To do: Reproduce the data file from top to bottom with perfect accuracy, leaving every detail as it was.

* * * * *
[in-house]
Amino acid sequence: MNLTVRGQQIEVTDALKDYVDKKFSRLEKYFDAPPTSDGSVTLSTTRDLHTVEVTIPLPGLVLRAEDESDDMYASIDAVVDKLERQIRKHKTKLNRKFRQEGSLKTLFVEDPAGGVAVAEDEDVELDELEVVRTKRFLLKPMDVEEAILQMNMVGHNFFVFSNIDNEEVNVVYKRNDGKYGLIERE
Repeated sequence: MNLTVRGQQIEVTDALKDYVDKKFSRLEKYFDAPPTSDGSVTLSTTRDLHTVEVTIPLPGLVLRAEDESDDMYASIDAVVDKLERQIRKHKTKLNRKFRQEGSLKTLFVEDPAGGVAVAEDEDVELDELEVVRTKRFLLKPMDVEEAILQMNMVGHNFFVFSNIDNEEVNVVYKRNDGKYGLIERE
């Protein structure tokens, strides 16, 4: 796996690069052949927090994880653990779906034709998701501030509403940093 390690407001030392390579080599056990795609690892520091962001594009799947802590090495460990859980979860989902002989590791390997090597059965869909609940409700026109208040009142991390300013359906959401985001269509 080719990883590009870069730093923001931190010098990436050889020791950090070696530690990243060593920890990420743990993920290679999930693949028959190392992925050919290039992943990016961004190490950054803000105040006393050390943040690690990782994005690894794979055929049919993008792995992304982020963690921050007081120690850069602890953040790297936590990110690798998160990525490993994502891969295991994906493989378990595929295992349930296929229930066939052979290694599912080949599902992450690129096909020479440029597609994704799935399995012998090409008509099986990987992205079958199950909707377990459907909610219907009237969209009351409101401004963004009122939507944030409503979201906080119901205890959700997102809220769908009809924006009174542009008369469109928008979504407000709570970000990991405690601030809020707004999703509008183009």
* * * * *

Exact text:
[in-house]
Amino acid sequence: MNLTVRGQQIEVTDALKDYVDKKFSRLEKYFDAPPTSDGSVTLSTTRDLHTVEVTIPLPGLVLRAEDESDDMYASIDAVVDKLERQIRKHKTKLNRKFRQEGSLKTLFVEDPAGGVAVAEDEDVELDELEVVRTKRFLLKPMDVEEAILQMNMVGHNFFVFSNIDNEEVNVVYKRNDGKYGLIERE
Repeated sequence: MNLTVRGQQIEVTDALKDYVDKKFSRLEKYFDAPPTSDGSVTLSTTRDLHTVEVTIPLPGLVLRAEDESDDMYASIDAVVDKLERQIRKHKTKLNRKFRQEGSLKTLFVEDPAGGVAVAEDEDVELDELEVVRTKRFLLKPMDVEEAILQMNMVGHNFFVFSNIDNEEVNVVYKRNDGKYGLIERE
């Protein structure tokens, strides 16, 4: 796996690069052949927090994880653990779906034709998701501030509403940093 390690407001030392390579080599056990795609690892520091962001594009799947802590090495460990859980979860989902002989590791390997090597059965869909609940409700026109208040009142991390300013359906959401985001269509 080719990883590009870069730093923001931190010098990436050889020791950090070696530690990243060593920890990420743990993920290679999930693949028959190392992925050919290039992943990016961004190490950054803000105040006393050390943040690690990782994005690894794979055929049919993008792995992304982020963690921050007081120690850069602890953040790297936590990110690798998160990525490993994502891969295991994906493989378990595929295992349930296929229930066939052979290694599912080949599902992450690129096909020479440029597609994704799935399995012998090409008509099986990987992205079958199950909707377990459907909610219907009237969209009351409101401004963004009122939507944030409503979201906080119901205890959700997102809220769908009809924006009174542009008369469109928008979504407000709570970000990991405690601030809020707004999703509008183009």